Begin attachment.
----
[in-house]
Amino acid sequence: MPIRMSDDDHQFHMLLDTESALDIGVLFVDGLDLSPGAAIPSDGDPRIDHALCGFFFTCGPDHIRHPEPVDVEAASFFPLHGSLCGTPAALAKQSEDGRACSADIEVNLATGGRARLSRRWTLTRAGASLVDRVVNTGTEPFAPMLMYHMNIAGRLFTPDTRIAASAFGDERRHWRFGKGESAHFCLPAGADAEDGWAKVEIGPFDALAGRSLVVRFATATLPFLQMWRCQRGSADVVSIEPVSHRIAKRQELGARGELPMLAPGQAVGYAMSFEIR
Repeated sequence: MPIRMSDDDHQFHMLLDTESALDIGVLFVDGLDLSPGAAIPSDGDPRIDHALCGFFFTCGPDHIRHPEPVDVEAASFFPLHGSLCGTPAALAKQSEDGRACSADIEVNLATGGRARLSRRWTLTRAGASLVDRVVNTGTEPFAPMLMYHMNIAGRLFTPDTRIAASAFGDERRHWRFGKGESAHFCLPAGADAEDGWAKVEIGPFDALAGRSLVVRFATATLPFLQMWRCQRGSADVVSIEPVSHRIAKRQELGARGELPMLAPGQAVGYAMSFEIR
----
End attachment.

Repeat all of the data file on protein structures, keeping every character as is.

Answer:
[in-house]
Amino acid sequence: MPIRMSDDDHQFHMLLDTESALDIGVLFVDGLDLSPGAAIPSDGDPRIDHALCGFFFTCGPDHIRHPEPVDVEAASFFPLHGSLCGTPAALAKQSEDGRACSADIEVNLATGGRARLSRRWTLTRAGASLVDRVVNTGTEPFAPMLMYHMNIAGRLFTPDTRIAASAFGDERRHWRFGKGESAHFCLPAGADAEDGWAKVEIGPFDALAGRSLVVRFATATLPFLQMWRCQRGSADVVSIEPVSHRIAKRQELGARGELPMLAPGQAVGYAMSFEIR
Repeated sequence: MPIRMSDDDHQFHMLLDTESALDIGVLFVDGLDLSPGAAIPSDGDPRIDHALCGFFFTCGPDHIRHPEPVDVEAASFFPLHGSLCGTPAALAKQSEDGRACSADIEVNLATGGRARLSRRWTLTRAGASLVDRVVNTGTEPFAPMLMYHMNIAGRLFTPDTRIAASAFGDERRHWRFGKGESAHFCLPAGADAEDGWAKVEIGPFDALAGRSLVVRFATATLPFLQMWRCQRGSADVVSIEPVSHRIAKRQELGARGELPMLAPGQAVGYAMSFEIR